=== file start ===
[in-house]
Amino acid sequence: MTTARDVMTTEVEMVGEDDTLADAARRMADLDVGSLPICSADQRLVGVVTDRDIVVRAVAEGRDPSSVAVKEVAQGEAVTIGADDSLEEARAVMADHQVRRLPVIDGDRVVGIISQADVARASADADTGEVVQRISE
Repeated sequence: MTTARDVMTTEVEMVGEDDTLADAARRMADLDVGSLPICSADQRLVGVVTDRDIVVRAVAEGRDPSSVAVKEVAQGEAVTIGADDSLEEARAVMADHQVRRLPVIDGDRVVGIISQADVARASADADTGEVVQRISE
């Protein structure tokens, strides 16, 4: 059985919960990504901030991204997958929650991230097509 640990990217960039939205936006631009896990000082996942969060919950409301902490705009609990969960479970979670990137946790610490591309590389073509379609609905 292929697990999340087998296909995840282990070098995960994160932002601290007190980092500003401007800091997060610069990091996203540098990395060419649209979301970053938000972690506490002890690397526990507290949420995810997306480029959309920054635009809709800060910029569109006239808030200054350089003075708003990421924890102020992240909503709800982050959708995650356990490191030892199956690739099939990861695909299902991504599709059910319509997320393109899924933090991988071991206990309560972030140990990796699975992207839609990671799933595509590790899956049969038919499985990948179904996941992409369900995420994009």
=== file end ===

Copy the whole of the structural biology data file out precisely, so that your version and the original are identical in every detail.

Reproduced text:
[in-house]
Amino acid sequence: MTTARDVMTTEVEMVGEDDTLADAARRMADLDVGSLPICSADQRLVGVVTDRDIVVRAVAEGRDPSSVAVKEVAQGEAVTIGADDSLEEARAVMADHQVRRLPVIDGDRVVGIISQADVARASADADTGEVVQRISE
Repeated sequence: MTTARDVMTTEVEMVGEDDTLADAARRMADLDVGSLPICSADQRLVGVVTDRDIVVRAVAEGRDPSSVAVKEVAQGEAVTIGADDSLEEARAVMADHQVRRLPVIDGDRVVGIISQADVARASADADTGEVVQRISE
């Protein structure tokens, strides 16, 4: 059985919960990504901030991204997958929650991230097509 640990990217960039939205936006631009896990000082996942969060919950409301902490705009609990969960479970979670990137946790610490591309590389073509379609609905 292929697990999340087998296909995840282990070098995960994160932002601290007190980092500003401007800091997060610069990091996203540098990395060419649209979301970053938000972690506490002890690397526990507290949420995810997306480029959309920054635009809709800060910029569109006239808030200054350089003075708003990421924890102020992240909503709800982050959708995650356990490191030892199956690739099939990861695909299902991504599709059910319509997320393109899924933090991988071991206990309560972030140990990796699975992207839609990671799933595509590790899956049969038919499985990948179904996941992409369900995420994009």